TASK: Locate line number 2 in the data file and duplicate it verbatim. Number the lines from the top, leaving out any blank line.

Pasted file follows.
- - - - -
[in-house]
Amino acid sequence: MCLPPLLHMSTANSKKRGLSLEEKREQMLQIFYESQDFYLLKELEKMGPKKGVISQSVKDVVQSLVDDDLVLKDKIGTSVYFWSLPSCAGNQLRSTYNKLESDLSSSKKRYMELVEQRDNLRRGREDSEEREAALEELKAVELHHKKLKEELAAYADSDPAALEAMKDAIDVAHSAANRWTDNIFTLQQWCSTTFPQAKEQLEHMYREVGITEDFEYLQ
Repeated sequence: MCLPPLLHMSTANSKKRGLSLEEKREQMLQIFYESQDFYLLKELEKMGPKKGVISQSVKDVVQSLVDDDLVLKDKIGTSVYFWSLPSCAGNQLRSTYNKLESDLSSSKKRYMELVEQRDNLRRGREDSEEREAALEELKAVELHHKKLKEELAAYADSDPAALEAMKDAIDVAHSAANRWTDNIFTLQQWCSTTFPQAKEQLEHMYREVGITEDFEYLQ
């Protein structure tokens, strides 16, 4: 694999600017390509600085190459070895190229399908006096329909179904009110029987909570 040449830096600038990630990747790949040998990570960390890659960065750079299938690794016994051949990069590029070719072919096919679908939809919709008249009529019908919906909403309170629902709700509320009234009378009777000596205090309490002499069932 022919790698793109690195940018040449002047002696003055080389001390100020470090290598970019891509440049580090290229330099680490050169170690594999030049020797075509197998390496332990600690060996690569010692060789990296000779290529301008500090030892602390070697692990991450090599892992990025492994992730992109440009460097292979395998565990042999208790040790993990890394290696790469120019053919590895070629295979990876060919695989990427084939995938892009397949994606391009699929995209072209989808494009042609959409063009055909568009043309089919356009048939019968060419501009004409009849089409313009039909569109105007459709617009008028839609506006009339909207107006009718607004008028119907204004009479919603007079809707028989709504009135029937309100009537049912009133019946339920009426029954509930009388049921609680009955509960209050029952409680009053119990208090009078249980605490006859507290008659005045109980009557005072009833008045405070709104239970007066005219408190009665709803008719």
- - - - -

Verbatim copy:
Amino acid sequence: MCLPPLLHMSTANSKKRGLSLEEKREQMLQIFYESQDFYLLKELEKMGPKKGVISQSVKDVVQSLVDDDLVLKDKIGTSVYFWSLPSCAGNQLRSTYNKLESDLSSSKKRYMELVEQRDNLRRGREDSEEREAALEELKAVELHHKKLKEELAAYADSDPAALEAMKDAIDVAHSAANRWTDNIFTLQQWCSTTFPQAKEQLEHMYREVGITEDFEYLQ